Campus addresses recent sexual assault

Statistics suggest 1 in 5 women will be victims of rape or attempted rape during their college careers. Between approximately 2-3:30 a.m. on March 7, a student was raped in the residence halls at Sonoma State University. This case is still under investigation, but is by no means being taken lightly.

“Even if it’s one, it’s too many,” said Sergeant of the Sonoma State’s Police Services Clarence Jones.

Rape and sexual assault are controversial topics for college campuses especially in recent months in regards to maintaining a positive and prestigious image.

According to Jones, Sonoma State is not a campus that tries to hide crimes from the public to gain a certain reputation.

“Covering it up doesn’t benefit the community at all,” Jones said. “If there’s a suspect at large, you need to make a community-wide announcement and report it on your stats. It’s honest.”

According to the National Sexual Violence Resource Center, nine in 10 rape and sexual assault victims knew their offender. Thirty-five incidents of rape occur for every 1,000 female college students every academic year. In roughly 66.3 percent of rape or sexual assault cases, the assault occurred off-campus and less than 5 percent of rapes or attempted rapes against women attending college were actually reported to law enforcement. 

“It makes me feel really disgusted that these things happen on our campus,” said sophomore and business major Allison Metheny. “I don’t think any woman or man should have to constantly be worrying about whether not they could be sexually assaulted when they should feel safe. We need more preventative classes like we had at orientation to learn about how to handle these situations and stop them from happening.”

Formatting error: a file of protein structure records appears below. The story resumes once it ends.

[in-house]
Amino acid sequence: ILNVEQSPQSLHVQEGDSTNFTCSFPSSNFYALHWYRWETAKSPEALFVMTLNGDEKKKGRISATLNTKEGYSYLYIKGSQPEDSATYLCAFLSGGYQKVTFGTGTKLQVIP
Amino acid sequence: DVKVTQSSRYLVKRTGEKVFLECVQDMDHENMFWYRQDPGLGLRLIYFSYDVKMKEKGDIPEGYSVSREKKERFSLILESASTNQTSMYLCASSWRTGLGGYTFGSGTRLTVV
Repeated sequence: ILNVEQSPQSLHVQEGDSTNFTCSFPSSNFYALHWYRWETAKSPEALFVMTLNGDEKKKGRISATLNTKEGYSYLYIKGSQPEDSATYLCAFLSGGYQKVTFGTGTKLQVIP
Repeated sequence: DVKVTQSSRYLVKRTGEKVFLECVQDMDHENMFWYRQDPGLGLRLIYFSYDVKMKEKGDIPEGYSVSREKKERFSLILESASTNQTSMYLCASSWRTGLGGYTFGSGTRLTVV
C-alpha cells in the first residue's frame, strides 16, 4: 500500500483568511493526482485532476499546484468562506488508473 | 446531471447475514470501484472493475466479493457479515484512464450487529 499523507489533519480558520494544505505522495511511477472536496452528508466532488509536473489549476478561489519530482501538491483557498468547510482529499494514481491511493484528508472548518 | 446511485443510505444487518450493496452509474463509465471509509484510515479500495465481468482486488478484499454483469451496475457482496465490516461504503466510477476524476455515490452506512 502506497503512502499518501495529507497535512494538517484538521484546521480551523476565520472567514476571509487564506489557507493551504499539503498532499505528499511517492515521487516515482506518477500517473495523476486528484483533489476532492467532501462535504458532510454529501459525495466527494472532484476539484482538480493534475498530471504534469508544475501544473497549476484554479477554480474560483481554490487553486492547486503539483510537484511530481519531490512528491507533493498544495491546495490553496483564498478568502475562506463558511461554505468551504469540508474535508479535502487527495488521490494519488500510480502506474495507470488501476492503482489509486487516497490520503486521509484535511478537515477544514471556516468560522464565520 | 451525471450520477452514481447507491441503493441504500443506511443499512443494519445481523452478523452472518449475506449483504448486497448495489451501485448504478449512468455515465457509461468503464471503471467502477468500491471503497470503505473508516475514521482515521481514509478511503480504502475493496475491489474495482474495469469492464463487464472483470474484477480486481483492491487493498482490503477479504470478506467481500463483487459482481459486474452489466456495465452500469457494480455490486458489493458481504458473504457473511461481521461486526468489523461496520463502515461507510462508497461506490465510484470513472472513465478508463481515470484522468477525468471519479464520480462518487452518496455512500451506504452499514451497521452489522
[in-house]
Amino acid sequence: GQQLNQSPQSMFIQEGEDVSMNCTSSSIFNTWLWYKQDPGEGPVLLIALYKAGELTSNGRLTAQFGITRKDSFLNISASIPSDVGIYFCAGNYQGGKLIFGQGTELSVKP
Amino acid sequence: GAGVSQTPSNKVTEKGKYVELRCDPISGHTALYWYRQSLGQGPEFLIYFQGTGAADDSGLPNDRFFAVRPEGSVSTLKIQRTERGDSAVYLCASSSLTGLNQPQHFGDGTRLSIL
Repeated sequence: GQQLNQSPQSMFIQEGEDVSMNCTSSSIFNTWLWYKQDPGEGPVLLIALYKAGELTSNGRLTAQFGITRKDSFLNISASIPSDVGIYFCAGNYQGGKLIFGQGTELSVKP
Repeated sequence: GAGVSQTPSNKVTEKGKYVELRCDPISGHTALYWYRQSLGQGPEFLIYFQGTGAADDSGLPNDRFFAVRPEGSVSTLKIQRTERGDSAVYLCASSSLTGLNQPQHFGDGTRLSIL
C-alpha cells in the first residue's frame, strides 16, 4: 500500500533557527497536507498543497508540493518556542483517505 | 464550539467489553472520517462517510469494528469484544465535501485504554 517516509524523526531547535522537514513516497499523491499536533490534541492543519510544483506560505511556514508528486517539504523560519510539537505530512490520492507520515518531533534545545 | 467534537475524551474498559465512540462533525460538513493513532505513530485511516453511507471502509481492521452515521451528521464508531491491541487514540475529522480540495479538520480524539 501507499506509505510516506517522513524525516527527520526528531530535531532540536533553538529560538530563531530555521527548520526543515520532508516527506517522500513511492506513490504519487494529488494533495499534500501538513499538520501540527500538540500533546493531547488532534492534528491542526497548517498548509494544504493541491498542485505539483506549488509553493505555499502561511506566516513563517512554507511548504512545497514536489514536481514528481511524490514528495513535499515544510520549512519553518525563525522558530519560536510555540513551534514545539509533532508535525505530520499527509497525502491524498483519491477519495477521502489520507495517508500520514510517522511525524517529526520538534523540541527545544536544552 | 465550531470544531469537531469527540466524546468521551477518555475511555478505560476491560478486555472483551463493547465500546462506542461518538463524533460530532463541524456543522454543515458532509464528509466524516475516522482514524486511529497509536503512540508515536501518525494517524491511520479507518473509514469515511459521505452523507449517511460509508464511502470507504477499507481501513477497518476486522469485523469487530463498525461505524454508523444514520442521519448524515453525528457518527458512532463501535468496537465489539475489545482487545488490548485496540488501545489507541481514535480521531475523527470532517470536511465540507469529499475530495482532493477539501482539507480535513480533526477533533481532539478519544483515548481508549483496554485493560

Sonoma State police are already at work to help educate students on how to identify potential predators and even eliminate themselves as potential victims.

Sergeant Jones urges people to be more involved with their own safety.

“There’s only so much we can do after the fact,” Jones said. “We aim to have people look out for themselves and look out for their neighbors. We want to eliminate it all together, but realistically, we can’t.”

Police Services includes an extensive list on sexual assault prevention tips in addition to many other crime prevention tips. They encourage students to report these crimes and file charges.On campus, Counseling and Psychological Services (CAPS) aims to help students struggling with a multitude of problems, but Laura Williams, director of clinical services, is specialized in helping rape or sexual assault victims. 

“In terms of crisis advocacy,” Williams said, “we provide information and support students in deciding about reporting, helping them locate on and off-campus resources for various forms of assistance such as obtaining restraining orders or having a forensic medical exam, assisting them with contacting professors to make arrangements regarding missed classes, late assignments or other course requirements, and contacting housing if they need to move their room in order to feel safe. Counseling and Psychological Services provides support and treatment for individuals and group sessions. 

Verity provides support and counseling for victims of sexual assault and abuse. They seek to end all violence by promoting social justice and equality in the community. 

Verity has a 24/7 crisis line at 707-545-7273 and is located in Santa Rosa. People affected by sexual assault are encouraged to visit Ourverity.org for more information. 

Sonoma State has continued to take preventative measures by implementing a mandatory online sexual assault education module issued to students via email on Wednesday.